Chinese telecom giant, Huawei is facing fears that its 5G technology will enable risk of espionage through the super-fast 5G mobile networks. In the recent past, many countries have pushed against the involvement of the Chinese technology company in their 5G networks over safety concerns. Australia and New Zealand have banned Huawei from supplying 5G equipment in their countries citing security issues. According to recent reports, German government considering banning Huawei from providing 5G equipment in the country saying these concerns are of “high relevance”.
It has been clearly identified that such move would bring Germany in formation with other Western countries including the U.S. and the U.K. All these countries concerning that China’s government could exploit Huawei’s technology to spy on them, stealing corporate or government or military secrets. Considering this, Huawei said in a declaration, “we also welcome the approach of verification and standardization of technological solutions publicly communicated by the German Federal Government.”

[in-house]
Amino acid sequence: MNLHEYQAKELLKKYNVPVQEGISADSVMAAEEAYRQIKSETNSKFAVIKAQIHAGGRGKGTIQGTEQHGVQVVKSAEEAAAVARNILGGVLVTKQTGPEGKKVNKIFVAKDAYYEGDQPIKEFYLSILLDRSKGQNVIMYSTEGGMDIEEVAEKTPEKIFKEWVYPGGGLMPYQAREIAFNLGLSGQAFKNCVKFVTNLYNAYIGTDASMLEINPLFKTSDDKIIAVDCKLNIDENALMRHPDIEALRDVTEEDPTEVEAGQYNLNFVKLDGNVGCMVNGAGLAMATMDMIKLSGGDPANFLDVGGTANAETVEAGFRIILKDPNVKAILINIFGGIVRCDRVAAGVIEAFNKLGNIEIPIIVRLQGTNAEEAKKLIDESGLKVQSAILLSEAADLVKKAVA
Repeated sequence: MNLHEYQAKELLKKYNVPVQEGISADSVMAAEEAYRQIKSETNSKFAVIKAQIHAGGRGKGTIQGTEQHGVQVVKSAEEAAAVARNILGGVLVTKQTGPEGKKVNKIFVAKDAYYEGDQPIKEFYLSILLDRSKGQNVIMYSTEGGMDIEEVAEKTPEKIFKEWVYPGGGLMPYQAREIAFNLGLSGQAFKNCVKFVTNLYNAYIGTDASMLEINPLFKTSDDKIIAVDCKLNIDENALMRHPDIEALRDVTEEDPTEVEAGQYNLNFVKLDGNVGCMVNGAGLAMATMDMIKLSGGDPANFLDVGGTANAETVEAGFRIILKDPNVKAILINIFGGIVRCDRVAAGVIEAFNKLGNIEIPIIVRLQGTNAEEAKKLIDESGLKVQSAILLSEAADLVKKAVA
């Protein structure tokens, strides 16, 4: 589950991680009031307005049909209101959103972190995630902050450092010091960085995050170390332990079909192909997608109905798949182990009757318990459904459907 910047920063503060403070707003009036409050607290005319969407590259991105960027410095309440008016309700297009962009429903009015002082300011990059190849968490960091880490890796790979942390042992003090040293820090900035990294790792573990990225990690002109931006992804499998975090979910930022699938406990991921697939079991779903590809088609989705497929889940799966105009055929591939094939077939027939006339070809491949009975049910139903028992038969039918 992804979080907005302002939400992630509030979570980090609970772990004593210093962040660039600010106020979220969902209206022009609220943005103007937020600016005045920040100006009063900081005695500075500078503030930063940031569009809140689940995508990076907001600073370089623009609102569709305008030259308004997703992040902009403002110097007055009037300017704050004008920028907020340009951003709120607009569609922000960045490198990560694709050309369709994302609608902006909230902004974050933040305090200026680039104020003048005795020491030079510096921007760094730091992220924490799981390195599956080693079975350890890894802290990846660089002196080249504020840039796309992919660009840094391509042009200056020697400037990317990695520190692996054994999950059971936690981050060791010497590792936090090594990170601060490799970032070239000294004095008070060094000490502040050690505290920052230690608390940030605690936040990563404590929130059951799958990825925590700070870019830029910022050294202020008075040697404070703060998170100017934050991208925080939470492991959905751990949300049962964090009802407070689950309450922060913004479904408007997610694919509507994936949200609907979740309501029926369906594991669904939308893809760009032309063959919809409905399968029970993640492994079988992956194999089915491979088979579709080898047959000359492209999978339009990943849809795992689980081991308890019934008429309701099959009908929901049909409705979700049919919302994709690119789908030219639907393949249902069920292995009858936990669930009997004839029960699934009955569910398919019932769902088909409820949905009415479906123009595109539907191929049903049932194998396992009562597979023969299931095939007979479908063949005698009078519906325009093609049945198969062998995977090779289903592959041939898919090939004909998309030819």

The Chinese company, one of the world’s biggest producers of telecoms equipment, has faced resistance from foreign governments in recent years. Earlier in the UK, British Telecom has removed Huawei equipment from parts of its mobile network, and Oxford University has said it will no longer pursue funding opportunities from the company.
However, the company denies all the allegations against it and has plans to “dominate the market” for the next generation of wireless communications, called 5G. No doubt, the networks symbolize the next big gesture of mobile infrastructure. But its hopes are susceptible by governments around the world, which are restricting the company’s prospects and even banning it from operating in a few areas.
Founder of Huawei and President Ren Zhengfei recently has broken his silence over allegations against the company. He stated “Never received any request from any government to provide improper information”. His comments came weeks after when his daughter Meng Wanzhou, and Huawei’s chief financial officer was under arrest in Canada on US charges of breaking American sanctions against Iran. She was released on a 10 million Canadian dollars ($7.5 million) bail on December 11.
Huawei’s business has so far proved resilient growth, with more than $100 billion in revenues in 2018. As for now, the company is focusing on its 5G technology plans. As governments seek to ensure that 5G is secure and trusted globally, Huawei may find its prospects restricted by its links to the Chinese government. The Chinese firm has made a $US7.5m donation to the 5G Innovation Centre at the University of Surrey, and more than $1m to the Cambridge University Computer Laboratory.